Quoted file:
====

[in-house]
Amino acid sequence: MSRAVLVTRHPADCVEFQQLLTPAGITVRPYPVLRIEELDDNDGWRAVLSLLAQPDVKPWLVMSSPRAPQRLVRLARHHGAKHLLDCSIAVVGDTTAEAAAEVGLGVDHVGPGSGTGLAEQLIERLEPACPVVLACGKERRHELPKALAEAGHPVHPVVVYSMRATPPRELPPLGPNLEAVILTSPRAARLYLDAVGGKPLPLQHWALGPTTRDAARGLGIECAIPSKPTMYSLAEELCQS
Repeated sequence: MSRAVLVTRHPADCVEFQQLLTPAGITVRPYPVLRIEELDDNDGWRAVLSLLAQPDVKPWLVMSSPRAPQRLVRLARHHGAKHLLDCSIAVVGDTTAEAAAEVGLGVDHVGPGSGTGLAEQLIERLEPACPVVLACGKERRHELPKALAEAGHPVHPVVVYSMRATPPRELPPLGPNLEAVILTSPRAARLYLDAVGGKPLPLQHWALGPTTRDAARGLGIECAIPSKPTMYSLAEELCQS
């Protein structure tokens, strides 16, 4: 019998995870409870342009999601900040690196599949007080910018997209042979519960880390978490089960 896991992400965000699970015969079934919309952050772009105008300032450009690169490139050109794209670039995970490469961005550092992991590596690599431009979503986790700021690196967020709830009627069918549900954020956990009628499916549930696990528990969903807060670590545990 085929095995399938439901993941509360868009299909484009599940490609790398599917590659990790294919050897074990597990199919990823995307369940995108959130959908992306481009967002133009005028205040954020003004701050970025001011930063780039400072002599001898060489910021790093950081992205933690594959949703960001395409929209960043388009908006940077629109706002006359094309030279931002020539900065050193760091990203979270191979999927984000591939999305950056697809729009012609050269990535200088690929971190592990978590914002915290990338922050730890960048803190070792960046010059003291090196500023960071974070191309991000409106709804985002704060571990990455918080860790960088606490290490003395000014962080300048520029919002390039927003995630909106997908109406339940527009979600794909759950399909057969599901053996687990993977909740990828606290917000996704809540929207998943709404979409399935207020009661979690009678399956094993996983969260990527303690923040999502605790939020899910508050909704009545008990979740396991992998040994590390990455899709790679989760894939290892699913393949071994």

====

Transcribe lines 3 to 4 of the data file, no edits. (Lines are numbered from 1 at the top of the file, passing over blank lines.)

Repeated sequence: MSRAVLVTRHPADCVEFQQLLTPAGITVRPYPVLRIEELDDNDGWRAVLSLLAQPDVKPWLVMSSPRAPQRLVRLARHHGAKHLLDCSIAVVGDTTAEAAAEVGLGVDHVGPGSGTGLAEQLIERLEPACPVVLACGKERRHELPKALAEAGHPVHPVVVYSMRATPPRELPPLGPNLEAVILTSPRAARLYLDAVGGKPLPLQHWALGPTTRDAARGLGIECAIPSKPTMYSLAEELCQS
């Protein structure tokens, strides 16, 4: 019998995870409870342009999601900040690196599949007080910018997209042979519960880390978490089960 896991992400965000699970015969079934919309952050772009105008300032450009690169490139050109794209670039995970490469961005550092992991590596690599431009979503986790700021690196967020709830009627069918549900954020956990009628499916549930696990528990969903807060670590545990 085929095995399938439901993941509360868009299909484009599940490609790398599917590659990790294919050897074990597990199919990823995307369940995108959130959908992306481009967002133009005028205040954020003004701050970025001011930063780039400072002599001898060489910021790093950081992205933690594959949703960001395409929209960043388009908006940077629109706002006359094309030279931002020539900065050193760091990203979270191979999927984000591939999305950056697809729009012609050269990535200088690929971190592990978590914002915290990338922050730890960048803190070792960046010059003291090196500023960071974070191309991000409106709804985002704060571990990455918080860790960088606490290490003395000014962080300048520029919002390039927003995630909106997908109406339940527009979600794909759950399909057969599901053996687990993977909740990828606290917000996704809540929207998943709404979409399935207020009661979690009678399956094993996983969260990527303690923040999502605790939020899910508050909704009545008990979740396991992998040994590390990455899709790679989760894939290892699913393949071994």